We tend to watch the TV channel, read the books and newspapers we agree with. It feels comfortable and safe. Neurologically, “...in its endless search for matches, our brain rejects information that might broaden our outlook, widen our gaze, or make us just a little less certain.” (19) We just don't “see” what the brain doesn't like. (20) If we make daily decisions that affirm the brain actions, we take the first steps to willful blindness. Heffernan says, “And what's most frightening about this process is that as we see less and less, we feel more comfortable and greater security.” (21)
Our brain puts us on the path to willful blindness. Neurological studies show, “...when we find the things we agree with...we feel the same kind of euphoria and reassurance that an addict feels when reunited with his drug of choice...” (45) Studies have shown how hard it is for people to disbelieve a long and deeply held belief, even in the face of evidence to the contrary. She uses Greenspan as an example with his deep belief in free market blinding him to regulating derivatives.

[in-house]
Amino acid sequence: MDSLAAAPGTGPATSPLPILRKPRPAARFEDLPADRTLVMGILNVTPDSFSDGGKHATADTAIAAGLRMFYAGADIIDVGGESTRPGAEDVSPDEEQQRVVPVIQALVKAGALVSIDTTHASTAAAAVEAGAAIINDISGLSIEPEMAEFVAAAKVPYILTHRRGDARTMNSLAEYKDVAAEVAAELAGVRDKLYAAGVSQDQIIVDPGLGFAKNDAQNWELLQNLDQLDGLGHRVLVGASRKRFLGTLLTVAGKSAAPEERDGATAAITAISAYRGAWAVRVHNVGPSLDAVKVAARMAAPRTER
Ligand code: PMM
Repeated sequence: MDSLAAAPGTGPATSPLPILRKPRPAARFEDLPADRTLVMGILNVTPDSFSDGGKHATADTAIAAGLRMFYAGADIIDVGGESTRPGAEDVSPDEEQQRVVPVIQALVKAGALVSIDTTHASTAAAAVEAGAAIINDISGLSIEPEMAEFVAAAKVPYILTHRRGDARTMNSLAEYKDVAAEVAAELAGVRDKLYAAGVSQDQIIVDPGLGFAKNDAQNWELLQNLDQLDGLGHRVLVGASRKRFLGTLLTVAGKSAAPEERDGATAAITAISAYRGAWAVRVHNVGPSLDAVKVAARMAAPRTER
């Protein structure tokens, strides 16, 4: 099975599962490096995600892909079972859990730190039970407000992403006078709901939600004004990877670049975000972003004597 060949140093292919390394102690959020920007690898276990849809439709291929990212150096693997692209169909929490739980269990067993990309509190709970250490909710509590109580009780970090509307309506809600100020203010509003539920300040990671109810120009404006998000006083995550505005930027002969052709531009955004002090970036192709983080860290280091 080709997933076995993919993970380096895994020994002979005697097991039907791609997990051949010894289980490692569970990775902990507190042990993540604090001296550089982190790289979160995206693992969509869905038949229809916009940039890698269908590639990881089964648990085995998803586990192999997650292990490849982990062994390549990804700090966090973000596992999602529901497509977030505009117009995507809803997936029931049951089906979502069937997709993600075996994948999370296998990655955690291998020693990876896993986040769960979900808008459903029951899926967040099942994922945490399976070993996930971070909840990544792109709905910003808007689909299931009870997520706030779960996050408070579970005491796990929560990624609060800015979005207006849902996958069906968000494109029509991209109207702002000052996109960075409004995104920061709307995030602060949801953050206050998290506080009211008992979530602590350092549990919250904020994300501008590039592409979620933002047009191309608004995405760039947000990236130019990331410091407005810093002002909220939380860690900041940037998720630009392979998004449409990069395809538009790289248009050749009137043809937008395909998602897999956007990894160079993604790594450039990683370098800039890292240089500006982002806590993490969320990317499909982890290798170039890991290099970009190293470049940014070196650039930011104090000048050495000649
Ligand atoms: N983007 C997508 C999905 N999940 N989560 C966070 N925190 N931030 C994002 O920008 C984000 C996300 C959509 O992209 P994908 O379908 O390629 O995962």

Heffernan writes about the effects of lack of sleep, just how much simultaneous information our brains can receive, and ostrich behavior (not seeing because we don't want to see) – out of sight, out of mind.
Her section on structural blindness in government and the corporate world is enlightening. She also speaks to the influence of money on blindness and how hard it is for whistle blowers to change the minds of those in authority.
Heffernan notes that we do not have to be willfully blind. We can see better and she describes programs helping people broaden their view. Even speaking up at a meeting helps others be more objective. Studies have shown, “just knowing there is a dissenting voice is enough to induce different cognitive processes that yield better judgment.” (233)
“When we are willfully blind, it is in the presence of information that we could know, and should know, but don't know because it makes us feel better not to know.” (246) Heffernan concludes, “As all wisdom does, seeing starts with simple questions: What could I know, should I know, that I don't know? Just what am I missing here?” (247)
Walker & Company, 247 pages.